Dr. Debra Furr-Holden

Debra Furr-Holden, associate dean for public health integration and C.S. Mott Endowed Professor of Public Health in the College of Human Medicine, answers questions about the different COVID-19 tests. Get some insight into the different testing options and testing eligibility from a public health expert.

Dr. Debra Furr-Holden

To prevent the spread of the Coronavirus, Debra Furr-Holden has been working alongside a global network of public health and medical professionals, civic leaders, and activists. "Our efforts are unending. Yet here we are in the midst of the COVID-19 pandemic which is disproportionately taking the lives of black people. We are forced to confront the most enduring epidemic in America's existence, racism." Watch her personal video message.

Dr. Mieka Smart

Due to COVID-19, “contact tracing” has been added to our vocabulary. Not everyone understands it is essential to stopping the spread of the novel coronavirus. Mieka Smart, assistant professor in the Department of Epidemiology and Biostatistics and the Division of Public Health in the College of Human Medicine, answers questions about contact tracing. 

I.M. Stepping Up

The National Institute of Mental Health awarded Jennifer Johnson and her colleague a $3.2 million, five-year grant to study the national Stepping Up Initiative. The primary aim is of the I.M. Stepping Up study is to improve treatment for individuals with mental illnesses and keep them out of jail. About two-thirds of individuals in jails have mental health problems yet most jails are ill-equipped to deal with complex issues.

Dr. Rodlescia Sneed

Rodlescia Sneed is one of five researchers funded with a $250,000 grant through Policies for Action, a signature research program of the Robert Wood Johnson Foundation. She will be undertaking a two-year study to evaluate the potential impact of Medicaid work requirements on older recipients.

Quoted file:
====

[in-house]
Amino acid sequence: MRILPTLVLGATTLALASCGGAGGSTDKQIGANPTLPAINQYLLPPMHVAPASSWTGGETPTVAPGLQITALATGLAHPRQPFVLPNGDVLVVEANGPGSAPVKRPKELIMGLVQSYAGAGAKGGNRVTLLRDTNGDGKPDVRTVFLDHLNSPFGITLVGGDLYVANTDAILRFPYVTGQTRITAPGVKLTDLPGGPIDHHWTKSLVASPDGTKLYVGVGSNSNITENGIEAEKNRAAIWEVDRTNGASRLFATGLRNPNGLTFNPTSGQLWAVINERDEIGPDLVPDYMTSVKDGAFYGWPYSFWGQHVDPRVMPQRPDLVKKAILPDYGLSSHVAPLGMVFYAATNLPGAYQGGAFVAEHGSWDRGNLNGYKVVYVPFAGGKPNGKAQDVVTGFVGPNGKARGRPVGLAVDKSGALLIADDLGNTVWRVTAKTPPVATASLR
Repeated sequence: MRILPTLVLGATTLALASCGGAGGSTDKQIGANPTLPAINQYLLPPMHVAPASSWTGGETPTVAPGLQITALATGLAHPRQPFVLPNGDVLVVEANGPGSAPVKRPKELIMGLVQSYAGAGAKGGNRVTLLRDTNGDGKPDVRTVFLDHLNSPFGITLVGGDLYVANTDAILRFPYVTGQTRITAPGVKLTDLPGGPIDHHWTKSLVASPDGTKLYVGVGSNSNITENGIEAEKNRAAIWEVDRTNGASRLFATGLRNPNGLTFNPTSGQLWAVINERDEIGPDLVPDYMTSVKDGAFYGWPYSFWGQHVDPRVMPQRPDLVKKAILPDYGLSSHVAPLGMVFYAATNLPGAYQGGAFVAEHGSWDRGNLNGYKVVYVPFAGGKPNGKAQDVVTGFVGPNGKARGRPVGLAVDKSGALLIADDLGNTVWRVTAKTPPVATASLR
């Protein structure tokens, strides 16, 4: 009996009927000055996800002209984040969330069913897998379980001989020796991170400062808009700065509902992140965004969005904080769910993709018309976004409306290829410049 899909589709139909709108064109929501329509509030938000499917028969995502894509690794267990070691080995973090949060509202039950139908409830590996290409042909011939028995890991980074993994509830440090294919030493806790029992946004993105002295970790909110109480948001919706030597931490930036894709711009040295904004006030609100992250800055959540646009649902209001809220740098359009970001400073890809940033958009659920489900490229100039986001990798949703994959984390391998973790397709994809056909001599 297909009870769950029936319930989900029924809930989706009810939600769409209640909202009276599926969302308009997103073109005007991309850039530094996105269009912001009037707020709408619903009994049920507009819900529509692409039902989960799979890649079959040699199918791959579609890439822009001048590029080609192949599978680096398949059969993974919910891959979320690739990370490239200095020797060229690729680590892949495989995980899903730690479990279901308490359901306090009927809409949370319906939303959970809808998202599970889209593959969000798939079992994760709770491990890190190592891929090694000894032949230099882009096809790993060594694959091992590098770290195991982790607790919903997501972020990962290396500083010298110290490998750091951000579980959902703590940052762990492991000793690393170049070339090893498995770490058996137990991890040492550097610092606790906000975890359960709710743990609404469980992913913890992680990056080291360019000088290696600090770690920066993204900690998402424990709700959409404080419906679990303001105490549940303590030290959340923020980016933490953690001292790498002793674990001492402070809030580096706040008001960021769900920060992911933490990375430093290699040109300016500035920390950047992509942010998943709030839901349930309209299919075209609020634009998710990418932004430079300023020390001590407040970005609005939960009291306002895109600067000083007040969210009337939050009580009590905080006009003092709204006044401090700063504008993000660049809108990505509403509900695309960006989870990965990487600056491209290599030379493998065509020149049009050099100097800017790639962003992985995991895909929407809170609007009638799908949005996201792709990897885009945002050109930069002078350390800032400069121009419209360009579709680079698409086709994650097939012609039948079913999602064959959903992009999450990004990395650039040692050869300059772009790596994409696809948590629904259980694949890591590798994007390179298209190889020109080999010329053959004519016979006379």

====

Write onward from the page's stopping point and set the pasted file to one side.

Covid-19

African Americans are overrepresented among reported coronavirus cases and deaths. A multitude of factors may explain the disparity in COVID-19 outcomes, including higher rates of comorbidities and implicit bias. To address this, we must apply a health equity lens and disaggregate the data.

Bishop Jones with colorectal cancer awareness ribbon

March is Colorectal Cancer Screening Awareness Month. Colorectal Cancer is often preventable and treatable, and screening can save lives. Yet, screening is underutilized, particularly among African Americans, who continue to bear an unjust Colorectal Cancer burden.

State of Flint Kids

To share data around the well being of Flint Kids, the MSU-Hurley Pediatric Public Health Initiative and the Greater Flint Health Coalition will be hosting the first State of Flint Kids event on Friday, February 14, 2020, from 8 am – 10 am.

Dr. Julia Felton

For people with psychiatric disorders, alcohol use and major depression are quite common. A new study may have uncovered key predictors for the combination of these disorders, information to aid in prevention and treatment.

Opioid abuse

The U.S. opioid epidemic is pronounced in low-income areas and where people lack health care services, which includes cities in Michigan and across the Rust Belt. Public health researchers set out to determine if opioid overdose deaths occur in patterns in Flint

Maji Debena

Most seriously mentally ill inmates face daunting barriers to getting the medical and mental health care they need after they are released, which can lead to relapses, suicide attempts, and further arrests. Maji Debena believes peer navigators can help.

Flint Kids Cooking Class

PBS News Hour reports on a number of programs that are working to encourage good nutrition for the children of Flint, Michigan. Triggered by high levels of lead in the drinking water and a public health crisis, how is Michigan State University making a difference?